Capturing the Moment at Tate Modern explores the dynamic relationship between contemporary painting and photography.
This group exhibition unfolds as an open-ended conversation between some of the greatest painters and photographers of recent generations, looking at how the brush and the lens have been used to capture moments in time, and how these two mediums have inspired and influenced each other.
The exhibition is a rare opportunity to see extraordinary works from the YAGEO Foundation Collection, including paintings by Francis Bacon, Gerhard Richter and Peter Doig and photographs by Thomas Struth, Andreas Gursky and Hiroshi Sugimoto, shown in dialogue with many recent additions to Tate’s collection, including works by Lorna Simpson, John Currin, Laura Owens, Cecily Brown, Michael Armitage and Louise Lawler.
Capturing the Moment begins with some of the most renowned expressive painters of the post-war period. Visitors can discover how the inventive and painterly realism of artists like Lucian Freud and Alice Neel developed alongside the emergence of documentary photography and ground-breaking photographers like Dorothea Lange. Francis Bacon’s Study for a Pope VI 1961 shows the role that photographic source material played for many artists, while Cecily Brown’s Trouble in Paradise 1999 and George Condo’s Mental States 2000 reveal the legacy of expressive figurative painting in a world of increasingly prevalent photographic images.
The exhibition also shows how the influence runs in the opposite direction, with a series of strikingly painterly photographs. These range from the dramatic large-scale tableaux of Jeff Wall’s A Sudden Gust of Wind (after Hokusai) 1993 and Andreas Gursky’s May Day IV 2000, to Pushpamala N’s playful take on grand history painting and Hiroshi Sugimoto’s atmospheric near-abstract seascapes. Photographs by Thomas Struth and Louise Lawler, capturing famous paintings on display and in storage, reveal another way in which the two mediums have found a home within each other.
The largest section of the exhibition explores how painting and photography have converged, with a selection of major contemporary works which show how both art forms attempt to capture fleeting points in time or moments in history. Gerhard Richter’s photo-realist paintings such as Two Candles 1982 and Aunt Marianne 1965 encapsulate one approach to this, alongside later works by Luc Tuymans and Wilhelm Sasnal. Pop artists like Richard Hamilton, Andy Warhol, Robert Rauschenberg and Pauline Boty offer another approach, incorporating and collaging photographic images in their paintings, as can also be seen in Lorna Simpson’s Then & Now 2016 and Njideka Akunyili Crosby’s Predecessors 2013.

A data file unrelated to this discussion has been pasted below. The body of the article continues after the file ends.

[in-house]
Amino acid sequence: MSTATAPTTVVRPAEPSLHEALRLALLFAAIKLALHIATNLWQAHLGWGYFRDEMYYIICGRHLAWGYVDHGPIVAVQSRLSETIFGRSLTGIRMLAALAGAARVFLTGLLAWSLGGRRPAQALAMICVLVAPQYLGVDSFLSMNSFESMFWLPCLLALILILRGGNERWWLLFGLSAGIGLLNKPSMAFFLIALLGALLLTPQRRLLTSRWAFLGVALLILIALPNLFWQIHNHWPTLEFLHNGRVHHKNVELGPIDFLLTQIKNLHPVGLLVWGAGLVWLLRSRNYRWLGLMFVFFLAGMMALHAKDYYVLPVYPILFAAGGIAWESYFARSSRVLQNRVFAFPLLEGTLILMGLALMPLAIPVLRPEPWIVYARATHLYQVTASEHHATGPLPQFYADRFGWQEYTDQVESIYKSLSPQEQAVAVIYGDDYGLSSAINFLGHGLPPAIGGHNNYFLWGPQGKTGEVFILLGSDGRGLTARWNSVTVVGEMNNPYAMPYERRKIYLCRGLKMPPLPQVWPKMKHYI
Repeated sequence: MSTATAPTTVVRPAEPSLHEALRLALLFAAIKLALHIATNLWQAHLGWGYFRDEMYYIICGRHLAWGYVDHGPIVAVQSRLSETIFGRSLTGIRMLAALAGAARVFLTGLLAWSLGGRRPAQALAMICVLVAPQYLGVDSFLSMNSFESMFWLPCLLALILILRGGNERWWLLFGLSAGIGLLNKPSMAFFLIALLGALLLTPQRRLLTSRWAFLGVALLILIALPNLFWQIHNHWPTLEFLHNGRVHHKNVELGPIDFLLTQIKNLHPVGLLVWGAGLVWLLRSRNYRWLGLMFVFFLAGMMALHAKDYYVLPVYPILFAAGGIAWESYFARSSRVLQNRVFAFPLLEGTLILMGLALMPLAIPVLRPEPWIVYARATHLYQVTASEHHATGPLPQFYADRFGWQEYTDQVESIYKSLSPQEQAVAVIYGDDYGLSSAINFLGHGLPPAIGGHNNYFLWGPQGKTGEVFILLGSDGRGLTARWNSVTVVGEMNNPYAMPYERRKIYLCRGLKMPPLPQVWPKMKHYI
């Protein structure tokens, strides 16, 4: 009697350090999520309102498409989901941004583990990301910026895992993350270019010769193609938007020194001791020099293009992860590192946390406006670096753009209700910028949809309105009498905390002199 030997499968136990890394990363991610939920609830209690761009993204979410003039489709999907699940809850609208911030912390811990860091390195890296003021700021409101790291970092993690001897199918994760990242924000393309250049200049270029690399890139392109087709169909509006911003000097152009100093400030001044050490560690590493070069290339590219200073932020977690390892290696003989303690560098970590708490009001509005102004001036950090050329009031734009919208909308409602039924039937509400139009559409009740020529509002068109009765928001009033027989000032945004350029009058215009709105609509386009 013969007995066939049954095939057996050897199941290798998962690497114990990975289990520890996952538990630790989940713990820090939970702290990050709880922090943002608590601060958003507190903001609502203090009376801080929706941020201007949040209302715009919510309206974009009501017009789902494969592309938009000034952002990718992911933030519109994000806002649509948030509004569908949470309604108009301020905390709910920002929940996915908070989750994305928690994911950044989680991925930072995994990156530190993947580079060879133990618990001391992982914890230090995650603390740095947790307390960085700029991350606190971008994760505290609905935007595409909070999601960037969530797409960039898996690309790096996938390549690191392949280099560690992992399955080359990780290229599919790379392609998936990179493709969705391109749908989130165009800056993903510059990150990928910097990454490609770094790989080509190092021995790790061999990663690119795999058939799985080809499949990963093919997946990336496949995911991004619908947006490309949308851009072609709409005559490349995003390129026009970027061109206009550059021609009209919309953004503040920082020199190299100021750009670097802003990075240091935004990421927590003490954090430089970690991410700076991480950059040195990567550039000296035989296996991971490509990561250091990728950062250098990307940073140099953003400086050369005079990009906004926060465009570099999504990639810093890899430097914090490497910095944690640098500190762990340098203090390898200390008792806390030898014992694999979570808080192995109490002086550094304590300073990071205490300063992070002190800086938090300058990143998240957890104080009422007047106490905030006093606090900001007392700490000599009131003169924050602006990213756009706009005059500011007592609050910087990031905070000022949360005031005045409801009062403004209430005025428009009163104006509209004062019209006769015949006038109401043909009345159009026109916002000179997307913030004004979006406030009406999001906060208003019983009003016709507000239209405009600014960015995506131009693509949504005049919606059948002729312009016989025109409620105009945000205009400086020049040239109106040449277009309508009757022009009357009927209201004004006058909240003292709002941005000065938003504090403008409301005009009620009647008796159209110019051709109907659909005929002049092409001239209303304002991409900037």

Key works by Lisa Brice, Miriam Cahn, Peter Doig, Marlene Dumas, David Hockney and Paulina Olowska show yet more ways in which the style, composition, content and meaning of contemporary painting exists in dialogue with photography. And as screen-based images become ever more ubiquitous, recent canvases by Laura Owens, Christina Quarles and Salman Toor offer a glimpse of how digital media is now reshaping the way painters work today.
Full list of artists: Michael Armitage; Francis Bacon; Georg Baselitz; Pauline Boty; Lisa Brice; Cecily Brown; Miriam Cahn; George Condo; Njideka Akunyili Crosby; John Currin; Peter Doig; Marlene Dumas; Jana Euler; Lucian Freud; Andreas Gursky; Richard Hamilton; David Hockney; Candida Höfer; Dorothea Lange; Louise Lawler; Marwan (Marwan Kassab-Bachi); Alice Neel; Paulina Olowska; Laura Owens; Pablo Picasso; Pushpamala N.; Christina Quarles; Robert Rauschenberg; Paula Rego; Gerhard Richter; Wilhelm Sasnal; Joan Semmel; Lorna Simpson; Thomas Struth; Hiroshi Sugimoto; Salman Toor; Luc Tuymans; Jeff Wall; Andy Warhol.
Capturing the Moment, 13th June 2023 – 28th January 2024 Tate Modern tate.org.uk
Tate Modern Lates Friday 30th June 2023, 18.00-21.30, FREE This Tate Modern Late will celebrate the connection between painting and photography. Join artist led talks as they use five images to explain how they capture the moment; try your hand at drawing live dance; or take on a photo mission around the galleries. Accompanying this evening are DJ sets programmed by Global Roots. To find out more, visit tate.org.uk/tate-modern-lates